Vernor Vinge likes to use “Q” to represent the /t͡ʃ/ sound of English “church”, similar to how it is used in pinyin. But he does this even in places that Chinese does not. So for example, there is an organization in some of his novels called the Qeng Ho, pronounced “cheng ho”, and inspired by the historical Chinese mariner Cheng Ho. But Cheng Ho is not romanized with a “Q”; in Pinyin it is written “Zheng He”.
In the case of the Qeng Ho this is totally legit, because the Qeng Ho exist ten or twenty thousand years in our future, and Vinge can make up whatever language he wants for them. He does like to hint that the languages in those novels are descended from Earth languages, but in ten thousand years anything can change.
However! One of the main characters in his 1986 novel Marooned in Realtime is Marta Korolev, and her full name is given at one point as Marta Qih-hui Qen Korolev. I now wonder if Vinge was thinking of the extremely common name “Chen” (陳) when he named Marta Korolev “Qen”.
But “Chen” is not spelled with a Q in Pinyin. It is spelled “Chen”. Not only is there is no name “Qen”, but there cannot be because in in Mandarin “q” is never followed by “e”. And Korolev was born around the beginning of the 21st century, not 10,000 years from now.
Oh well. Maybe “Qen” is Albanian.
In 2001, I noticed something fun. One of the main characters in Vernor Vinge's 1999 novel A Deepness in the Sky is Qiwi Lin Lisolet. One of the main characters in his 1986 novel Marooned in Realtime is Marta Korolev, and her full name is given at one point as Marta Qih-hui Qen Korolev. Aha, they have the same name — “Qiwi” appears to be a modified spelling of “Qih-hui”.
I emailed Vinge about this:
He replied “Wow!”
Vinge told me that although they did indeed have the same name, and he did intend “Qiwi” to have been be descended from the real Chinese name “Qih-hui”, his repeated use of the name was an unintended coincidence, and he hadn't been aware that he had done it until I pointed it out.
What is the difference between:
Lately I have been enjoying the special punctuation mark “!!1!”. I think it is like a regular exclamation mark, except that it expresses a sort of unrestrained exuberance and enthusiasm, but with a strong mocking or ironic connotation.
Too many mathematicians have the same name. This is a problem!
For example, I am always mixing up Garrett Birkhoff and George David Birkhoff. But they at least have an excuse for their similar names: George David was Garrett's father, or maybe his son. One or the other, anyway.
I remember discovering with surprise that Aviezri Fraenkel was not the namesake of Zermelo-Fraenkel set theory. That was Abraham Fraenkel. At least I picked up pretty quickly that Michael Guy was the son of Richard K. Guy. But I once met Andrew Appel and struggled for half an hour to figure out why I had heard of him before, eventually realizing that I had been thinking of his father, Kenneth Appel, who was famous for his proof (with Wolfgang Haken) of the four-color theorem.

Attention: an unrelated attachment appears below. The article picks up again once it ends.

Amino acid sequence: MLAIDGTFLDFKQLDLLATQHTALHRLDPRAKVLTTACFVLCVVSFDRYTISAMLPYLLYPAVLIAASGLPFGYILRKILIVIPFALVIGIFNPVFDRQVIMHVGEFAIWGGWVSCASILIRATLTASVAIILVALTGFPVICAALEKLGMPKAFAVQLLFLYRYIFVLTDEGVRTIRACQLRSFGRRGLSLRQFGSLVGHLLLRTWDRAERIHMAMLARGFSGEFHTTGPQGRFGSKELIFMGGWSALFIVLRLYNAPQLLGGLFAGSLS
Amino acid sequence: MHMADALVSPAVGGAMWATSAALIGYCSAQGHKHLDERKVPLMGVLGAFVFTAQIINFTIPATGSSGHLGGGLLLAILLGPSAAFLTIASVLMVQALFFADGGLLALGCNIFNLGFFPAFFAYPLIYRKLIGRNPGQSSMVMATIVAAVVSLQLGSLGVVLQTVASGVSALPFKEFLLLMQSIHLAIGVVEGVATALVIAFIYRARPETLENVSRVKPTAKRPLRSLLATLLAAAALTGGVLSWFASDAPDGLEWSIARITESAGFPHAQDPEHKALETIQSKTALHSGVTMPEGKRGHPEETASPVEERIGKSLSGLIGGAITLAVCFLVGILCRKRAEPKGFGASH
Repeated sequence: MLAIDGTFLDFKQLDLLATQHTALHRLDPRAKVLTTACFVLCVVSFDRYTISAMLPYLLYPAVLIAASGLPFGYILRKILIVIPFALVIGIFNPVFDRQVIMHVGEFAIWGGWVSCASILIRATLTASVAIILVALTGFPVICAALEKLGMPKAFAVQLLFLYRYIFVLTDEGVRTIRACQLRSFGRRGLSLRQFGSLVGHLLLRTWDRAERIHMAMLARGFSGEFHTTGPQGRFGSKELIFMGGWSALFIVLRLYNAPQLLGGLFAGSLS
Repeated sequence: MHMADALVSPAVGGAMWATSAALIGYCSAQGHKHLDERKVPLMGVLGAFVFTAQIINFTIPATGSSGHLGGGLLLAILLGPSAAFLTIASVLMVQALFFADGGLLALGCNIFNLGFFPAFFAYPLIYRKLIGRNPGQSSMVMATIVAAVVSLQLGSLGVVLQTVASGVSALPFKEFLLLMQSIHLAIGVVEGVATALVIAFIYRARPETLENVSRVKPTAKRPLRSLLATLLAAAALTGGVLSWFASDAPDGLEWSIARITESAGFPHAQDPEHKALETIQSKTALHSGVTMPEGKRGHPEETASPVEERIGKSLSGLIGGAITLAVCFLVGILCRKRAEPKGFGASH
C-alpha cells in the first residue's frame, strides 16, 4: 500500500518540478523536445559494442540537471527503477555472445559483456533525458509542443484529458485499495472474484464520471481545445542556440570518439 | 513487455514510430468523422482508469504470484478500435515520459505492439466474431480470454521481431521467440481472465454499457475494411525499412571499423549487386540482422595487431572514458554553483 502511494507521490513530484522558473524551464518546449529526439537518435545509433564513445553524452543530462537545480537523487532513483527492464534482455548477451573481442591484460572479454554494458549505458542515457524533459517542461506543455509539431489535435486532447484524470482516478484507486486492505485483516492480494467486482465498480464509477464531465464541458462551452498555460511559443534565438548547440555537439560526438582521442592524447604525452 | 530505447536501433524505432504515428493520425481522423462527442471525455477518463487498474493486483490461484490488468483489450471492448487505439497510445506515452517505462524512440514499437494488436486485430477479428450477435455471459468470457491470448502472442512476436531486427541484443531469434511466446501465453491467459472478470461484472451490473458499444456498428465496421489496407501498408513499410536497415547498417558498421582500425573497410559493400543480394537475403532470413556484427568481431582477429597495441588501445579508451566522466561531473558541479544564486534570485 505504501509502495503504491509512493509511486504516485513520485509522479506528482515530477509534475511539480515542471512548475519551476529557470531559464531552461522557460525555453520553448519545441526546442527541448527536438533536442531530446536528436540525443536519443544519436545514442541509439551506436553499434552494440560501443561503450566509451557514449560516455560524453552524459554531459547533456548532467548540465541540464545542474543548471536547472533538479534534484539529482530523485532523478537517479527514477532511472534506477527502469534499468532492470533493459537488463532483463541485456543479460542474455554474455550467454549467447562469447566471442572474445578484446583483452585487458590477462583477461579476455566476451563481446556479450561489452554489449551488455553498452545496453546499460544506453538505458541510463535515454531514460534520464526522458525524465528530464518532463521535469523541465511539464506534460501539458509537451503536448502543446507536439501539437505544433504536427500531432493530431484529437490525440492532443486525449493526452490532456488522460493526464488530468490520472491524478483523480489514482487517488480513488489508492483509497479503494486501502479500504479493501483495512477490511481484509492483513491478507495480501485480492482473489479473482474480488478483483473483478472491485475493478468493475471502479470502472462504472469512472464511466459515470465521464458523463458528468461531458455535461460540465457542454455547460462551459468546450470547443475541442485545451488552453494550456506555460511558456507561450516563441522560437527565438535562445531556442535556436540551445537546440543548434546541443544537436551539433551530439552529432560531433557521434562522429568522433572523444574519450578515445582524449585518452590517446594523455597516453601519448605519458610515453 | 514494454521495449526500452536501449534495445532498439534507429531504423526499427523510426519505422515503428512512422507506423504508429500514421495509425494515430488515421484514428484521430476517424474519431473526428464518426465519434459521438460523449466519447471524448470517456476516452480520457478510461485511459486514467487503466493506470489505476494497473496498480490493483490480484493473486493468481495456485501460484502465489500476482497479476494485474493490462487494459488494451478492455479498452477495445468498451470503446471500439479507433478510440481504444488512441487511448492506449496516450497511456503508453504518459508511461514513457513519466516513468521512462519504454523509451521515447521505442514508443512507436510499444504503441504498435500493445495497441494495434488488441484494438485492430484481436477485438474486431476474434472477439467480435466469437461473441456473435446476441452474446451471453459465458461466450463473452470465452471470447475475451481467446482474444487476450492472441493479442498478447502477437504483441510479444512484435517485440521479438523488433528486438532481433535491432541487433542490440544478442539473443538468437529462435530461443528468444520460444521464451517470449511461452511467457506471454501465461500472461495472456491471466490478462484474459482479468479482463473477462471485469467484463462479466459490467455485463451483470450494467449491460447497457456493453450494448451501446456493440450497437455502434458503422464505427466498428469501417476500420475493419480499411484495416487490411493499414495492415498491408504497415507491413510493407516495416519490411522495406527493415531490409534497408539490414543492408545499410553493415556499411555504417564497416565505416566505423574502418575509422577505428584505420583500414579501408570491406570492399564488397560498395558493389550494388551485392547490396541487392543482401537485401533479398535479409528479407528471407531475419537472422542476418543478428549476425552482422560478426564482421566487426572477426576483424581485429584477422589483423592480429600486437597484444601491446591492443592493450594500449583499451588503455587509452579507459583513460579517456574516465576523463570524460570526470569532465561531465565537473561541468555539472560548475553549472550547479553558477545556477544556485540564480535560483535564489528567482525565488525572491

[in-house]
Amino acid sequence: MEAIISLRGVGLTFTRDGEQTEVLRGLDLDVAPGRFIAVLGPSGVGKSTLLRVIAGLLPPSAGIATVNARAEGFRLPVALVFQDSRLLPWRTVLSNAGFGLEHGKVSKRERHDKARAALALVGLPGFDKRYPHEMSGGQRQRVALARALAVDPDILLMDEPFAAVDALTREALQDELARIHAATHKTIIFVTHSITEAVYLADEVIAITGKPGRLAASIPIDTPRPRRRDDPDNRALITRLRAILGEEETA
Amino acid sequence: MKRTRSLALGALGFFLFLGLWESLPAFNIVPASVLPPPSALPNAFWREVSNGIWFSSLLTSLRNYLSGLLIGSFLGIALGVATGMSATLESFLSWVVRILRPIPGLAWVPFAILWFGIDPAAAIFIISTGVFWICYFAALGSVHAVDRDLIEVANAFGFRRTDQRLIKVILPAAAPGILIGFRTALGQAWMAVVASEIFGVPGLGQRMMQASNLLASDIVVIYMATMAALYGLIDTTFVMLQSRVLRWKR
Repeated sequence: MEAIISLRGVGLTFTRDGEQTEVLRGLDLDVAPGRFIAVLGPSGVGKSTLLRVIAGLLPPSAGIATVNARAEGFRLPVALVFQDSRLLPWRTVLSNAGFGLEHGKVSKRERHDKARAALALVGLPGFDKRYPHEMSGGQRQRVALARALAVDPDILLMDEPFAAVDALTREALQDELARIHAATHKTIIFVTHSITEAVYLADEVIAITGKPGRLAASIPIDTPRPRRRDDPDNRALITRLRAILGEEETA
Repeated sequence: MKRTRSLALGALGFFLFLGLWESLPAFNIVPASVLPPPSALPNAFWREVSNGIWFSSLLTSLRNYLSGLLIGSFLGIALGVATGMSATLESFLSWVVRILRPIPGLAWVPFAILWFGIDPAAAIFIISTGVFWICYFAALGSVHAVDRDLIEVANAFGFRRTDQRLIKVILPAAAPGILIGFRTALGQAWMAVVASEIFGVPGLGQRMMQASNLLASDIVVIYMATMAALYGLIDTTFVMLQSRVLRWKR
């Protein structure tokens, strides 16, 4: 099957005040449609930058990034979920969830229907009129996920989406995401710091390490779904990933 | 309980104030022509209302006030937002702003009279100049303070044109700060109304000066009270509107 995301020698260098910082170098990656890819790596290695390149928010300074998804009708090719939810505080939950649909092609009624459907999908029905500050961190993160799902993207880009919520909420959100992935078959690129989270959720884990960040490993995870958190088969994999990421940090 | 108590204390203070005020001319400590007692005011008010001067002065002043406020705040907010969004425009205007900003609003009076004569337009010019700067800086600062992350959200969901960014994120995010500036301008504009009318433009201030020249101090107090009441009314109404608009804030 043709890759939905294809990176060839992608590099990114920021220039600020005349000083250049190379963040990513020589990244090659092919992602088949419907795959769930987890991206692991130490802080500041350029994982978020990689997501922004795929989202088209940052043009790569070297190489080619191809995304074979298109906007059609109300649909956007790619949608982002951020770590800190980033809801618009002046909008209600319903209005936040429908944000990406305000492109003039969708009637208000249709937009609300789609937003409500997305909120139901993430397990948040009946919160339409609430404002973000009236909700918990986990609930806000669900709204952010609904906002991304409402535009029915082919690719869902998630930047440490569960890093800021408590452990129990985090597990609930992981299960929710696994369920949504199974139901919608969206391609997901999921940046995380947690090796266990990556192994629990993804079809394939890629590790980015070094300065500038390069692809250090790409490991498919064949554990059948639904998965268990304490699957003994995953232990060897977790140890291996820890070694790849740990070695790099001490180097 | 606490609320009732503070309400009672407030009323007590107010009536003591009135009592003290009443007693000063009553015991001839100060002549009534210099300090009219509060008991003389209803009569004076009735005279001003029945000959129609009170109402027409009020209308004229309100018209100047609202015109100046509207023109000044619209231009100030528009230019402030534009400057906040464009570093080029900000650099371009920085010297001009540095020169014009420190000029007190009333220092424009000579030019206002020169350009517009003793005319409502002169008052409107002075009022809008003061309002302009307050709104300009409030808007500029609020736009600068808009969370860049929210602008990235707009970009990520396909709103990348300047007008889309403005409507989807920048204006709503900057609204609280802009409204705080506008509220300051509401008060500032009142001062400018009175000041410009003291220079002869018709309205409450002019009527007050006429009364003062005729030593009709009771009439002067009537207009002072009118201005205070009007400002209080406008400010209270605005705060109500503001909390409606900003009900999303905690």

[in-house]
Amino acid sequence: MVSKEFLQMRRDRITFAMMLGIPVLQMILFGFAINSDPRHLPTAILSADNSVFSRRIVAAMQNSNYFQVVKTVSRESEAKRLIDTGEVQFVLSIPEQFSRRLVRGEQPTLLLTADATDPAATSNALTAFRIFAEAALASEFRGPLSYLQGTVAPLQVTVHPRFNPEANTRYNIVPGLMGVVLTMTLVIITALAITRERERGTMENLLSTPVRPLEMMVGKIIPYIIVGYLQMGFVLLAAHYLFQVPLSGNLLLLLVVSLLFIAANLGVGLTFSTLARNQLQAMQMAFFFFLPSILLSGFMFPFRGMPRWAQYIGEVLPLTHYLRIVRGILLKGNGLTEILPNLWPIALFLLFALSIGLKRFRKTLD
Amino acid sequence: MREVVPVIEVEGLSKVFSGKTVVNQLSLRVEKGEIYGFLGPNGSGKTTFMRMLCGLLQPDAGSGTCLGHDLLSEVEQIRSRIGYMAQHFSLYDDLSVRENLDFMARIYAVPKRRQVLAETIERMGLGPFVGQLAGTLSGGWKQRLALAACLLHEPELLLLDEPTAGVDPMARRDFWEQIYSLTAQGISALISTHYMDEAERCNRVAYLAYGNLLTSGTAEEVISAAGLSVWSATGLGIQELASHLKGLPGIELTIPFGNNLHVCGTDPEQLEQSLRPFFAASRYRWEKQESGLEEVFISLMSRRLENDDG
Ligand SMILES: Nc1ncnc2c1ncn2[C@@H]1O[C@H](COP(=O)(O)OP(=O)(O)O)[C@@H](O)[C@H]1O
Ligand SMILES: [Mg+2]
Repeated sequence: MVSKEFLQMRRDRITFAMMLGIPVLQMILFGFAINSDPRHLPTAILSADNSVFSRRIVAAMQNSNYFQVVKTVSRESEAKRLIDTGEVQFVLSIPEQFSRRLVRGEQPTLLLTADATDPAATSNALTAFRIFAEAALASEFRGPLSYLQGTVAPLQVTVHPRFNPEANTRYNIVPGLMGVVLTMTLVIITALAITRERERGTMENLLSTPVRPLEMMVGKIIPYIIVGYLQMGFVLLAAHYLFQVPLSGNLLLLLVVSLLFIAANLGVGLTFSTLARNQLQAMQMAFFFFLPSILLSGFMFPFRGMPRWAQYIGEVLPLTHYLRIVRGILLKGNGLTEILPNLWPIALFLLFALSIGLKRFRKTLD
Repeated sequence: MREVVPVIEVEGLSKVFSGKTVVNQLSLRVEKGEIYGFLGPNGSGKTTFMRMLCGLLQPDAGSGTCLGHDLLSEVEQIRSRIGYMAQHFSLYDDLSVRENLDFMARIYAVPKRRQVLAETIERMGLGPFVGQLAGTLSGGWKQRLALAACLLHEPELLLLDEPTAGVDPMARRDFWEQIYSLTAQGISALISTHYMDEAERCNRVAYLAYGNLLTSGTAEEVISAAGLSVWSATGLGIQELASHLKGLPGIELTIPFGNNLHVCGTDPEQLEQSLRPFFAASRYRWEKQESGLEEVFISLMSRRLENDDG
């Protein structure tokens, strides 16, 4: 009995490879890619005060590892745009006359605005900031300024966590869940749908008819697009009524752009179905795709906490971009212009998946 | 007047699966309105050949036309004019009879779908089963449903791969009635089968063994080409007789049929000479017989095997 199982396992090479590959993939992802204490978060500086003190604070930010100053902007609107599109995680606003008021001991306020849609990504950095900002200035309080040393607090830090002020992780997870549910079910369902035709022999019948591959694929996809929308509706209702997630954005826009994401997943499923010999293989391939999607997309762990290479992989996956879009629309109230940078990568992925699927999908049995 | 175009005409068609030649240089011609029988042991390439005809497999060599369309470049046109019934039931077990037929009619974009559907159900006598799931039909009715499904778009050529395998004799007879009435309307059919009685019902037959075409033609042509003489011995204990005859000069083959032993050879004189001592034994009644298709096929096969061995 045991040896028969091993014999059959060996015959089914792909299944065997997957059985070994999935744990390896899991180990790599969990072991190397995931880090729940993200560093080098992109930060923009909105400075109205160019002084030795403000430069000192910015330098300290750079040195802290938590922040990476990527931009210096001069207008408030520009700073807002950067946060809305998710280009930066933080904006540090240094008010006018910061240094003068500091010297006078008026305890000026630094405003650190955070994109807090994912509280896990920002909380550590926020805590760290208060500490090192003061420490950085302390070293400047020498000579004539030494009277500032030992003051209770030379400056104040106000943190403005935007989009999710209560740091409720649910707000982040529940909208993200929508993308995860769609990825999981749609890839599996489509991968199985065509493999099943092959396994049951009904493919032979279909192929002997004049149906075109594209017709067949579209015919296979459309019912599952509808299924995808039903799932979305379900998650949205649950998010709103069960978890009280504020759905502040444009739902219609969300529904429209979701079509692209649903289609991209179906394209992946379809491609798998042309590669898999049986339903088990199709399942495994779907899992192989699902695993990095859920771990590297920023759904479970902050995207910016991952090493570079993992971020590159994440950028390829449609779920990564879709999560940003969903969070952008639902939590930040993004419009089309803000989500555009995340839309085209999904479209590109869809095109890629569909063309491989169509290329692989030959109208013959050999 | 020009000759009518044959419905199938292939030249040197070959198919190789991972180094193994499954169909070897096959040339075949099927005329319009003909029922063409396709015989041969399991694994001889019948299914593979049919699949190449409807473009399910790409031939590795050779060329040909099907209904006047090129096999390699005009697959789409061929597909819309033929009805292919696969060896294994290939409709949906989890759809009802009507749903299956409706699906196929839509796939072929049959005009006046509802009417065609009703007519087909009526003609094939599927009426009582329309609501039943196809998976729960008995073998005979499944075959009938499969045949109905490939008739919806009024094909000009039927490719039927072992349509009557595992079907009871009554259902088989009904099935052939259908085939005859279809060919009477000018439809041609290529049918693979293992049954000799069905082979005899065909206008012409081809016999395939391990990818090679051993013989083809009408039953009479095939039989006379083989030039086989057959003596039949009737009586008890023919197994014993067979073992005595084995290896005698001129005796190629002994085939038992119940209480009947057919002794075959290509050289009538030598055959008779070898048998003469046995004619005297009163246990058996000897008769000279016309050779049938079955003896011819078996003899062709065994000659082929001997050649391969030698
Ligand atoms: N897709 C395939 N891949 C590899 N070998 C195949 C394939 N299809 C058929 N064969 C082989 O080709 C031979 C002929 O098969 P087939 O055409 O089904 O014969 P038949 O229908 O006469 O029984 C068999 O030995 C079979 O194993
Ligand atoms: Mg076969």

In researching this article, I discovered for the first time that noted topologist E.H. Moore, co-inventor of the important net concept and the associated notion of Moore-Smith convergence, is not only not the same person as, but not even related to, noted topologist R.L. Moore.
I am not even going to get into the matter of the dozen or so famous scientists and mathematicians named Bernoulli.
I am happy to admit that most of these are just my own ignorance and carelessness. The Birkhoffs are related. The Bernoullis are related. The names “Moore” and “Fraenkel” are common. My occasional confusion of John Milnor and Robin Milner is inexcusable since they are not even spelled the same way. For a long time I inexplicably conflated professor Scott Weinstein with Dana Scott.
But, Gentle Readers, there is one mistake that I refuse to be responsible for, because the universe has conspired against me. There is a famous graph theorist, the namesake of the Rado graph, Rado's theorem of Ramsey theory, the Erdős-Rado theorem, and other similar matters. As you might expect of a frequent collaborator of Erdős, he is a Hungarian. Obviously, I refer to noted Hungarian mathematician Tibor Radó.
Except no, I don't. Tibor Radó is not known for any of those combinatoric and graph-theoretic results. He is the famous namesake of theorems, but in the wholly unrelated fields of complex analysis and harmonic functions. He never collaborated with Erdős.
The Rado who collaborated with Erdős was noted German mathematician Richard Rado.